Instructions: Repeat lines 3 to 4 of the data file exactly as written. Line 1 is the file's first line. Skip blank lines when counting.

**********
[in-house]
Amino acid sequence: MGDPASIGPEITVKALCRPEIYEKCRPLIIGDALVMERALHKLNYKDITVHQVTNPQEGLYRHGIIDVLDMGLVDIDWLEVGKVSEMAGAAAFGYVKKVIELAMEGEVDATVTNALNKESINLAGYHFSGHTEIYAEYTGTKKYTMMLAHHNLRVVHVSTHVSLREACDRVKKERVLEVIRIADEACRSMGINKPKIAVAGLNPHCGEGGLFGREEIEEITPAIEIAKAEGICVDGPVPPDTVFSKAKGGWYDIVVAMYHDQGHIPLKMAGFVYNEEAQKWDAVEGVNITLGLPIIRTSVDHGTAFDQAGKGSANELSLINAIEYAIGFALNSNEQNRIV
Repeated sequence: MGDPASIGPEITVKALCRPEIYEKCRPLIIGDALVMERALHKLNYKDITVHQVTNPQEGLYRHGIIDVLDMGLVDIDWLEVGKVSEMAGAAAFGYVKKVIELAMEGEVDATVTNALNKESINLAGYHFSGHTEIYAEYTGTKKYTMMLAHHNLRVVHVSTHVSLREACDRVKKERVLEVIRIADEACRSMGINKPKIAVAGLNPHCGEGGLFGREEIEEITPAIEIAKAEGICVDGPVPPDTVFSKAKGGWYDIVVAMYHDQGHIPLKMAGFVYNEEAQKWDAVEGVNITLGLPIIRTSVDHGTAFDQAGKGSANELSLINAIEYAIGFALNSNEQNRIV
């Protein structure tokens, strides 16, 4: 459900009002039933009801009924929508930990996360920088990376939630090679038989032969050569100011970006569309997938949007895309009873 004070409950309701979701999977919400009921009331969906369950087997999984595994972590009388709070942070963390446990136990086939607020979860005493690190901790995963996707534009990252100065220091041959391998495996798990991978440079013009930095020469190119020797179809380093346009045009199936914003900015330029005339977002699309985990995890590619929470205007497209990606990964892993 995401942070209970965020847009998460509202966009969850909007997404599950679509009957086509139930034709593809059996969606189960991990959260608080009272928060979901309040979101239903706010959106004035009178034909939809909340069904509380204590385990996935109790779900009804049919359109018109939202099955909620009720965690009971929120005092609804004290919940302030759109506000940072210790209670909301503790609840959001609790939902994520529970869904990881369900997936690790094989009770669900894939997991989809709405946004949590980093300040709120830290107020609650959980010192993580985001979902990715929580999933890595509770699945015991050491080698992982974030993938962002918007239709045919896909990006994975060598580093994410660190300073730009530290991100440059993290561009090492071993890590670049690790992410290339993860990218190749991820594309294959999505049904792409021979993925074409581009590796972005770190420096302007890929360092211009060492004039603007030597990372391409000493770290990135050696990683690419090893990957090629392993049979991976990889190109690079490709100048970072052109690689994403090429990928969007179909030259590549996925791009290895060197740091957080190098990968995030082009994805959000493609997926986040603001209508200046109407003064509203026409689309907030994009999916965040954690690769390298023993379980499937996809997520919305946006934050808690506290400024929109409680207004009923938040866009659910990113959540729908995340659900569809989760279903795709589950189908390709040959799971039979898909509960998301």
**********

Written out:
Repeated sequence: MGDPASIGPEITVKALCRPEIYEKCRPLIIGDALVMERALHKLNYKDITVHQVTNPQEGLYRHGIIDVLDMGLVDIDWLEVGKVSEMAGAAAFGYVKKVIELAMEGEVDATVTNALNKESINLAGYHFSGHTEIYAEYTGTKKYTMMLAHHNLRVVHVSTHVSLREACDRVKKERVLEVIRIADEACRSMGINKPKIAVAGLNPHCGEGGLFGREEIEEITPAIEIAKAEGICVDGPVPPDTVFSKAKGGWYDIVVAMYHDQGHIPLKMAGFVYNEEAQKWDAVEGVNITLGLPIIRTSVDHGTAFDQAGKGSANELSLINAIEYAIGFALNSNEQNRIV
């Protein structure tokens, strides 16, 4: 459900009002039933009801009924929508930990996360920088990376939630090679038989032969050569100011970006569309997938949007895309009873 004070409950309701979701999977919400009921009331969906369950087997999984595994972590009388709070942070963390446990136990086939607020979860005493690190901790995963996707534009990252100065220091041959391998495996798990991978440079013009930095020469190119020797179809380093346009045009199936914003900015330029005339977002699309985990995890590619929470205007497209990606990964892993 995401942070209970965020847009998460509202966009969850909007997404599950679509009957086509139930034709593809059996969606189960991990959260608080009272928060979901309040979101239903706010959106004035009178034909939809909340069904509380204590385990996935109790779900009804049919359109018109939202099955909620009720965690009971929120005092609804004290919940302030759109506000940072210790209670909301503790609840959001609790939902994520529970869904990881369900997936690790094989009770669900894939997991989809709405946004949590980093300040709120830290107020609650959980010192993580985001979902990715929580999933890595509770699945015991050491080698992982974030993938962002918007239709045919896909990006994975060598580093994410660190300073730009530290991100440059993290561009090492071993890590670049690790992410290339993860990218190749991820594309294959999505049904792409021979993925074409581009590796972005770190420096302007890929360092211009060492004039603007030597990372391409000493770290990135050696990683690419090893990957090629392993049979991976990889190109690079490709100048970072052109690689994403090429990928969007179909030259590549996925791009290895060197740091957080190098990968995030082009994805959000493609997926986040603001209508200046109407003064509203026409689309907030994009999916965040954690690769390298023993379980499937996809997520919305946006934050808690506290400024929109409680207004009923938040866009659910990113959540729908995340659900569809989760279903795709589950189908390709040959799971039979898909509960998301």